My Comments: I’ve had roughly 75% of my investable money in cash for some months now. I have no idea if I’m right or wrong, just that it seems to make sense as I think there’s risk out there I don’t want to confront.
These comments from a group I’ve known about for years tend to confirm my thinking. If you’re relatively young, and a long way from retirement, it may not make any difference, but if you’re like me and well into your retirement years, caution is the order of the day.
By Mott Capital Management / 14 JAN 22 / https://tinyurl.com/2p95phpc
The real pain trade is coming, and it will not be higher.
The S&P 500 is not earning any more today than it was expected to earn prior to the pandemic.
The one difference has been the Fed and the expansion of margin debt.
The 2018 meltdown scenario is not off the table.
The risk continues to grow for stocks, and what is now becoming evident is that earnings growth, although much higher than where it was at the end of 2019, has not been as speculator as made out to seem across the major indexes.
Consider that before the Covid pandemic hit, earnings estimates for the S&P 500 on February 14, 2020, for the year 2021 stood at $192.35 and $213.91 per share for 2022. Now, the virus and its uncertainty caused those estimates to plunge and eventually rebound as the economy learned to navigate the virus. But at the same time, when we fast forward to today, we find that earnings estimates are not much higher.
As of January 14, 2021, earnings estimates for 2021 stand at $201.58 and $219.56 for 2022, which is just slightly higher than what analysts had forecasted before the pandemic. But before the pandemic, the market was paying 17.5 times 2021 earnings estimates and 15.75 times 2022 earnings estimates. Now the market is paying 23.1 and 21.2 times earnings, respectively.
Of course, everyone will argue, well, rates are much lower now. Really? Are they lower now? Perhaps history will say differently. The 10-year yield on February 14, 2020, was lower than it is today. Back then, it was trading at 1.59%; today, it is around 1.7%.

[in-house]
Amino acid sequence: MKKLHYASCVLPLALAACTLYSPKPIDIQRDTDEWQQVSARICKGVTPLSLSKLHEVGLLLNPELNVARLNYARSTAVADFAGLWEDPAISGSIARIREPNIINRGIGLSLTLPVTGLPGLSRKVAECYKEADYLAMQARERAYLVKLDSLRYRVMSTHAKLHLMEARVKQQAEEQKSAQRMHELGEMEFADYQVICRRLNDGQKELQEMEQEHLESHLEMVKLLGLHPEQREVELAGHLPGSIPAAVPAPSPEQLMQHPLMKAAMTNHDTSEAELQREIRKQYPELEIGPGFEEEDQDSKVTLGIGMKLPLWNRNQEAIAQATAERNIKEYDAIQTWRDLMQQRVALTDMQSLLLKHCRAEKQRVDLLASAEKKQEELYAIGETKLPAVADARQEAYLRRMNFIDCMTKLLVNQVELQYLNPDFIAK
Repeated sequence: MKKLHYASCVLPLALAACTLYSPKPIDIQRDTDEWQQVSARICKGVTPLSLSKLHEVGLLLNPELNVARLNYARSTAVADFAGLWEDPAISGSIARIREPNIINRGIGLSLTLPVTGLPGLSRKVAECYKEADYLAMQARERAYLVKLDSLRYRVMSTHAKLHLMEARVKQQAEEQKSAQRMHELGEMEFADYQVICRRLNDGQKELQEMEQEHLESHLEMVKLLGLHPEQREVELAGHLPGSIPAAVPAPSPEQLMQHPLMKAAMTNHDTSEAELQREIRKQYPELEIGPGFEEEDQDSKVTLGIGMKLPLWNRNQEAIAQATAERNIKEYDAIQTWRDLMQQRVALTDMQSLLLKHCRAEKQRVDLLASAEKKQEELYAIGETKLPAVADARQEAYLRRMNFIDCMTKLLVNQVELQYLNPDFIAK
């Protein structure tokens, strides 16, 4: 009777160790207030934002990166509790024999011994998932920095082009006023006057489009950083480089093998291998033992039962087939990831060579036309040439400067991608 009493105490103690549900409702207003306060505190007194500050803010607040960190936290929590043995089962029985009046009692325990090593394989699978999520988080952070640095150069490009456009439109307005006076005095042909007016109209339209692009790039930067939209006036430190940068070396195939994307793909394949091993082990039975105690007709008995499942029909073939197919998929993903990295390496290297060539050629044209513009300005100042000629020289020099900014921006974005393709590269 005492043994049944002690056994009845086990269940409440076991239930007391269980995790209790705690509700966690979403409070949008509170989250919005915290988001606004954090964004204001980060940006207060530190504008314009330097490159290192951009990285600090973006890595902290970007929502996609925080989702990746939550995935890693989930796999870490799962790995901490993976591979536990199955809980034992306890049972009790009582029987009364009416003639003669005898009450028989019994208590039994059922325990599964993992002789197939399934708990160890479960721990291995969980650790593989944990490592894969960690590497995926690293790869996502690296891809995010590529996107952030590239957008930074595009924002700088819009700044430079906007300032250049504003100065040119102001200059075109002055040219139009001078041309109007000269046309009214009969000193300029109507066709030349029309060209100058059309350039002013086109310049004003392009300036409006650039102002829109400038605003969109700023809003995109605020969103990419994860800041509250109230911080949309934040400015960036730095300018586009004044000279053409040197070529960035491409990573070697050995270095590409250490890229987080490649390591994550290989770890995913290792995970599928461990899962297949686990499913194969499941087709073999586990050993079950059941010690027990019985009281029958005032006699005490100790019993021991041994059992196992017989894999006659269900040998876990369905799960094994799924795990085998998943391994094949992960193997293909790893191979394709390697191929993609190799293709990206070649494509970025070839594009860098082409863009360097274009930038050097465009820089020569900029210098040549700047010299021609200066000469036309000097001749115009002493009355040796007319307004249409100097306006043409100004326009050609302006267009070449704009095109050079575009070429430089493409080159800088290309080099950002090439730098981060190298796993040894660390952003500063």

The real question is, why are investors paying higher multiples for stocks today than they did before the pandemic for essentially the same earnings? Oh well, if it isn’t interest rates, then it must be the Fed and all the QE. That certainly sounds more logical, as the easy monetary policy and accommodative financials have led to an expansion of margin debt investors have taken on.
In January 2020, FINRA margin levels stood at $561.8 billion. As of November 2021, FINRA margin debt stood at $918.6 billion or roughly 63.5% higher, an additional $356 billion in buying power. We see the direct relationship between the margin balances and the Fed’s balance sheet.
That expansion in margin balances results from the easy financial conditions created by QE, giving investors more access to cheap leverage. The data shows that when financial conditions tighten, margin balances decline, and when they ease, margin balances expand.
Additionally, in 2018 when the Fed was running off the balance sheet, financial conditions went through a period of tightening and easing. Ultimately, that led to a big draw in margin levels and a massive drawdown in the equity markets in the fourth quarter of 2018 as margin levels began to fall as conditions tightened.
A Repeat of 2018
Again, as I have repeatedly said, we are now in the same period. The only thing I hadn’t considered in my analysis prior to now, was that the Fed would begin to draw down the balance sheet so early in the tightening process. That means a repeat of the 2018 scenario is not off the table, and we may merely be in the very early stages of that sell-off process.
The Nasdaq Is Worse Off
The earnings outlook for NASDAQ Composite is worse today than the forecast pre-pandemic. On February 14, 2020, the NASDAQ Composite was forecast to earn $422.50 in 2021 and $486.20 in 2022. Now, the NASDAQ is forecast to earn $412.01 and $479.35, especially. Except now, investors are paying 35.8 times 2021 earnings estimates and 30.7 times 2022 earnings estimates, vs. paying 23 times 2021 earnings estimates and 20.1 times 2022 earnings estimates.
So investors are paying more for earnings but getting less of them today.
Investors are overpaying for earnings today and getting about the same value as before the pandemic. The only difference is the Fed and the easy monetary accommodation that led to a massive increase in margin. But now, with the Fed going from uber dovish to a tightening hawk, that accommodation will vanish and with it all the excess margin in the market, like it did in 2018.
The pain trade is coming, and it will be lower, not higher like everyone has been brainwashed into believing.
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